John Rutherford (Jack O' Gibraltar) GORDON MC

GORDON, John Rutherford

Service Numbers: 159, 250854
Enlisted: 20 August 1914, Morphettville, South Australia
Last Rank: Wing Commander
Last Unit: 3 Initial Training School (Kingaroy)
Born: Gilberton, South Australia, 18 June 1895
Home Town: Unley, Unley, South Australia
Schooling: Saint Peter's College
Occupation: Clerk
Died: Natural causes, Adelaide, South Australia, 11 December 1978, aged 83 years
Cemetery: Centennial Park Cemetery, South Australia
Memorials: Unley HB01 Town Hall*
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World War 1 Service

20 Aug 1914: Enlisted AIF WW1, Private, SN 159, Morphettville, South Australia
20 Oct 1914: Involvement AIF WW1, Sergeant, SN 159, 10th Infantry Battalion, Enlistment/Embarkation WW1
20 Oct 1914: Embarked AIF WW1, Sergeant, SN 159, 10th Infantry Battalion, HMAT Ascanius, Adelaide
25 Apr 1915: Involvement AIF WW1, Sergeant, SN 159, 10th Infantry Battalion, ANZAC Gallipoli
21 Jun 1917: Involvement Australian Flying Corps, Lieutenant, Australian Flying Corps, Enlistment/Embarkation WW1
21 Jun 1917: Embarked Australian Flying Corps, Lieutenant, Australian Flying Corps, HMAT Suevic, Melbourne
14 Jul 1919: Discharged Australian Flying Corps, Lieutenant, Australian Flying Corps

World War 2 Service

5 Feb 1940: Enlisted Royal Australian Air Force, Flying Officer, SN 250854, Adelaide, South Australia
3 Jul 1945: Discharged Royal Australian Air Force, Wing Commander, SN 250854, 3 Initial Training School (Kingaroy)

World War 1 Service

Date unknown: Involvement 10th Infantry Battalion, Pozières

Awarded the Military Cross

For conspicuous gallantry and devotion to duty when, as observer on an offensive patrol, [on 26 March 1918] he shot down and destroyed three hostile machines. Previous to this
he had shot down two enemy triplanes, one of which
crashed to the ground in flames. He has also effectively and repeatedly scattered massed bodies of enemy troops by
accurate shooting from a height of 100 feet. His skill and daring have been of the highest order.

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Biography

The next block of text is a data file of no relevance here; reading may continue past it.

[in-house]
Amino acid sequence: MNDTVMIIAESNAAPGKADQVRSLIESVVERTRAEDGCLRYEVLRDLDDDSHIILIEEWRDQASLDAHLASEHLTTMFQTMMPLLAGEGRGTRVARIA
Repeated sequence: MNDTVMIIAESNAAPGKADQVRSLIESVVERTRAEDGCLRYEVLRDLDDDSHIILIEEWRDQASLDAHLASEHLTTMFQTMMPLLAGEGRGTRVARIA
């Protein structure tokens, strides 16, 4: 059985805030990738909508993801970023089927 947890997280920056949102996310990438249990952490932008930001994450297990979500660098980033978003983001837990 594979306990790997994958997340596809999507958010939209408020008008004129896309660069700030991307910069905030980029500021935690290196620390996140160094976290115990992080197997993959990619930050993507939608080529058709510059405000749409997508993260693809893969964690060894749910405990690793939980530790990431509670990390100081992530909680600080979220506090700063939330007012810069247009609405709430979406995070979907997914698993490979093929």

One of several images attached is an AWM image showing Tom Whyte (L) and John Gordon sitting on the Great Pyramid at Giza in early 1915

John Gordon was born in Gilberton, South Australia, in 1895, the son of a politician, Hon David John Gordon.

John Rutherford Gordon enlisted initially with the 10th  Battalion at Morphettville on 20 August 1914 and embarked for Egypt on the HMAT Ascanius with his colleagues.  

As a sergeant No 1 section, A Coy, 10 Battalion he took part in the ANZAC landings at Gallipoli, Turkey, 25 April 1915.  He was a Sergeant with the Battalion Scouts who were among the first ashore. They suffered heavy casualties. He received his commission while serving at Gallipoli. In August, he was invalided to Australia with enteric fever (typhoid) and spent a year recuperating and serving as a recruiting officer.

He transferred to the Australian Flying Corps in May 1917.  After initial training at Point Cook for pilot training, which he did not complete due to a medical restriction, he travelled to the UK on the HMAT Suevic and joined the Royal Flying Corps. He then became an observer, and was posted to No 62 Squadron, RFC, in France in December 1917. His squadron flew the highly regarded two seat Bristol F.2b (Bristol Fighter), and Gordon teamed with Captain William (Bill) Staton, MC, DFC as pilot.  Staton was eventually credited with 26 victories, with several observers. The pair of Staton and Gordon went on to be credited with 15 victories with the aircraft’s single rear Lewis Gun. He was awarded the Military Cross for effective ground attack actions during the German March/April 1918 offensives.

In mid 1918, he returned to England to finally complete his flying training and then served as a pilot on the SE5a fighter. Later, while undertaking a Sopwith Snipe conversion, the war ended and he returned to Australia.  He joined the RAAF for a time.  Later he took guided buffalo hunting parties to the Northern Territory and worked for a time for the Vacuum Oil Company.

At the outbreak of the Second World War, he joined the Royal Australian Air Force (RAAF) as Recruiting Officer in Adelaide and subsequently took the first intake of the Empire Air Training Scheme to Canada. From 1942, he served as the Commanding Officer of the No 3 Initial Training School at Kingaroy, Queensland. He retired from the RAAF in 1945 with the rank of Wing Commander.

John Gordon is immortalised as one of the "Flowers of the Forest" - the group of nine young men who formed 1 section A Company of the 10th Battalion, among the first ashore at ANZAC.  He was a very serious looking young man - among the youngest in the group yet holding the rank of Sergeant.  His nickname was "Jack o' Gibralta" - he was a big strapping young man.

The Flowers of the Forest;

Arthur BLACKBURN (/explore/people/930)

Guy FISHER (/explore/people/373586)

John GORDON (/explore/people/198723)

Wilfid JOSE (/explore/people/173634)

Eric MELDRUM (/explore/people/55797)

Philip ROBIN (/explore/people/9135)

Francis STOKES (/explore/people/60171)

Malcolm TEASEDALE-SMITH (/explore/people/190689)

Thomas WHYTE (/explore/people/170704)

 

"In memory of my comrades of the 10th Battalion, 3rd Brigade, Signaller J. L. Lewis (cousin) Lance-Corporal P. de Q. Robin, Privates T. A. Whyte, F. H. Stokes, M. T. Smith, and G. V. S. Morphett, killed in action at Anzac, Gallipoli, on or about the 25th April, 1915.— J.R. Gordon, Lieutenant." - from the Adelaide Register 25 April 1916 (nla.gov.au)

 

For more reading see links to left of this page

 

Steve Larkins Nov 2014 

 

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